Stories this week At Wake Forest University

By Sarah S. Mansell

MEDIA Q&A WITH DORIS KEARNS GOODWIN— Following her convocation address on Feb. 21, presidential historian and journalist Doris Kearns Goodwin will meet with the media for a brief press conference at approximately 12 p.m. The convocation ceremony begins at 11 a.m. Broadcast media are also invited to tape the first 10-15 minutes of her convocation speech in Wait Chapel. To arrange coverage of the ceremony and reserve a spot at the press conference, contact Sarah Smith at or 336-758-5237.

GOODWIN TO TALK WITH WFU STUDENTS, FACULTY IN PRIVATE Q&A— Doris Kearns Goodwin will speak with a group of approximately 40 history and political science students and faculty at 3 p.m. on Feb. 21. The private question and answer session will give students an opportunity to talk with the presidential historian about her books, life and current events. Members of the media are invited to attend the Q&A, but are asked not to participate in the discussion. To arrange coverage, contact Sarah Smith at or 336-758-5237

LOCAL PEOPLE GIVE INSPIRATION FOR WFU THEATRE PRODUCTION— Student actors in Wake Forest’s upcoming production of Sam Shepard’s “A Lie of the Mind” will have real-life experiences from which to draw their inspiration. The students are part of a groundbreaking collaboration between the university’s sociology and theatre departments that will help actors bring understanding to their roles and help sociology students challenge their beliefs about domestic violence. The play, which opens with the main character confessing that he has beaten his wife, tells the story of two families connected by a violent marriage. Last fall, Angela Hattery, associate professor of sociology, and Cynthia Gendrich, assistant professor of theatre and the play’s director, interviewed about 30 men and women from Forsyth County who were involved in violent relationships. Theatre students have read the interview transcripts from local people who were most similar to the character they will portray. “Playwrights frequently see themselves as agents of social change,” Hattery said. “I’m interested to see if they actually have that effect.” The play opens Feb. 20 at 7:30 p.m. To arrange an interview with Hattery, Gendrich or the students, contact the News Service.

THE GOOD LIFE: HOW HOLLYWOOD AND THE MEDIA CHANGED SKIING IN AMERICA— With the Winter Olympics underway, art historian and skiing enthusiast Margaret Supplee Smith is available to talk about the history of ski resorts in America, and the place of skiing in popular culture. Smith, chair of the art department at Wake Forest, is writing a book about the architecture and landscapes of destination ski resorts across the country, from Sun Valley to Sunday River. Her research has taken her to nine states to study ski history from the 1930s through today. She recently presented a paper titled “The Image of Skiing in American Popular Culture” at the International Ski History Congress. Part of that paper focuses on how a 1937 photo spread in Life magazine and movies like the James Bond films, particularly “On Her Majesty’s Secret Service” and “The Spy Who Loved Me,” propelled skiing from an elite sport of the rich to a recreational activity enjoyed by the masses. To arrange an interview with Smith, contact Vanessa Willis at or 336-758-5237.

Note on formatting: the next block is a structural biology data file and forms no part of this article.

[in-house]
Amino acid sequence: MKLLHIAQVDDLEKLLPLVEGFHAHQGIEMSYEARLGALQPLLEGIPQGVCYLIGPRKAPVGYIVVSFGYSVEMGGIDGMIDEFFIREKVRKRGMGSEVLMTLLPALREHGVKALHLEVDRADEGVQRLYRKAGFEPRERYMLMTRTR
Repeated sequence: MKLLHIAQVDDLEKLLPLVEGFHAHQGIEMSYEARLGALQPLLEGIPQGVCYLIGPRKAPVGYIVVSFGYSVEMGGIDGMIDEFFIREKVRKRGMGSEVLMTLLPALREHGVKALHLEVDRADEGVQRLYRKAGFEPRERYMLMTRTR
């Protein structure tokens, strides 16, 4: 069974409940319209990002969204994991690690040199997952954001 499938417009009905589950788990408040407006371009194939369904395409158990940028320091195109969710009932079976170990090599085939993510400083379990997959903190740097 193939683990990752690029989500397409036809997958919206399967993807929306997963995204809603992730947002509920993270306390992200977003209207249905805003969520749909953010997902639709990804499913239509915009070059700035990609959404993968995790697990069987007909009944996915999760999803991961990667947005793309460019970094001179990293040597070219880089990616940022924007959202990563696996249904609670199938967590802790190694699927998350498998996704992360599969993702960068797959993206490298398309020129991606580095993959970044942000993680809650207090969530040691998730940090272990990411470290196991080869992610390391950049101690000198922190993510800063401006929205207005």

ANNIVERSARY OF FIRST SUCCESSFUL SIT-IN— Wake Forest, Winston-Salem State University and the city of Winston-Salem will commemorate the 42nd anniversary of one of North Carolina’s first successful sit-ins with a re-dedication of a downtown historical marker on Feb. 22 at 2 p.m. Thomas K. Hearn Jr., president of Wake Forest; Harold R. Martin Sr., chancellor of Winston-Salem State; and Winston-Salem Mayor Allen Joines will speak at the program. Three of the original demonstrators will also be at the event. The 1960 Woolworth’s lunch counter sit-in by students from both universities led to a desegregation agreement among local merchants in Winston-Salem. To arrange coverage of the event or an advance interview with one of the demonstrators, contact Sarah Smith at or 336-758-5237.

Categories: Arts & Culture, Community, Events, Speakers